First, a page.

The real-life kingdom of Westeros

Is there something a little uncomfortable about Game of Thrones shooting in Northern Ireland?
How to survive a social-media mauling, by the tough women of Twitter

How to survive a Twitter mauling

Mary Beard, Caroline Criado-Perez, Louise Mensch, Bunny La Roche and Courtney Barrasford reveal how to trounce the trolls
Gallipoli centenary: At dawn, the young remember the young who perished in one of the First World War's bloodiest battles

At dawn, the young remember the young

A century ago, soldiers of the Empire – many no more than boys – spilt on to Gallipoli’s beaches. On this 100th Anzac Day, there are personal, poetic tributes to their sacrifice
Dissent is slowly building against the billions spent on presidential campaigns – even among politicians themselves

Follow the money as never before

Dissent is slowly building against the billions spent on presidential campaigns – even among politicians themselves, reports Rupert Cornwell
Samuel West interview: The actor and director on austerity, unionisation, and not mentioning his famous parents

Samuel West interview

The actor and director on austerity, unionisation, and not mentioning his famous parents
General Election 2015: Imagine if the leading political parties were fashion labels

Imagine if the leading political parties were fashion labels

Fashion editor, Alexander Fury, on what the leaders' appearances tell us about them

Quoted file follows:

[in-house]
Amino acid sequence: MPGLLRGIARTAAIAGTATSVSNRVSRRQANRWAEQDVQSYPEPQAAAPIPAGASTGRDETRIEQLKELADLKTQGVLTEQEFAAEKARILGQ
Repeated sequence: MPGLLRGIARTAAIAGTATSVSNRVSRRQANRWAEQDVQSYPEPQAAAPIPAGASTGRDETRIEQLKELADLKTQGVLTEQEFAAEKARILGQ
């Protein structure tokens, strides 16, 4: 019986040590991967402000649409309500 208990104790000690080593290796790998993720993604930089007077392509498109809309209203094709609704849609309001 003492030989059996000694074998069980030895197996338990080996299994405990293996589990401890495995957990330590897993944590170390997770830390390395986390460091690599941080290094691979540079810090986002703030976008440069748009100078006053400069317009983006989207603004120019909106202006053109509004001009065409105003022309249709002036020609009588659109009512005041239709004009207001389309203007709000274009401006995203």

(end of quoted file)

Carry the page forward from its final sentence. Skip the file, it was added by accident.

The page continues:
Phumzile Mlambo-Ngcuka: Home can be the unsafest place for women

Phumzile Mlambo-Ngcuka: Home can be the unsafest place for women

The architect of the HeForShe movement and head of UN Women on the world's failure to combat domestic violence
Public relations as 'art'? Surely not

Confessions of a former PR man

The 'art' of public relations is being celebrated by the V&A museum, triggering some happy memories for DJ Taylor
Bill Granger recipes: Our chef succumbs to his sugar cravings with super-luxurious sweet treats

Bill Granger's luxurious sweet treats

Our chef loves to stop for 30 minutes to catch up on the day's gossip, while nibbling on something sweet
London Marathon 2015: Paula Radcliffe and the mother of all goodbyes

The mother of all goodbyes

Paula Radcliffe's farewell to the London Marathon will be a family affair
Everton vs Manchester United: Steven Naismith demands 'better' if Toffees are to upset the odds against United

Steven Naismith: 'We know we must do better'

The Everton forward explains the reasons behind club's decline this season
Arsenal vs Chelsea: Praise to Arsene Wenger for having the courage of his convictions

Michael Calvin's Last Word

Praise to Wenger for having the courage of his convictions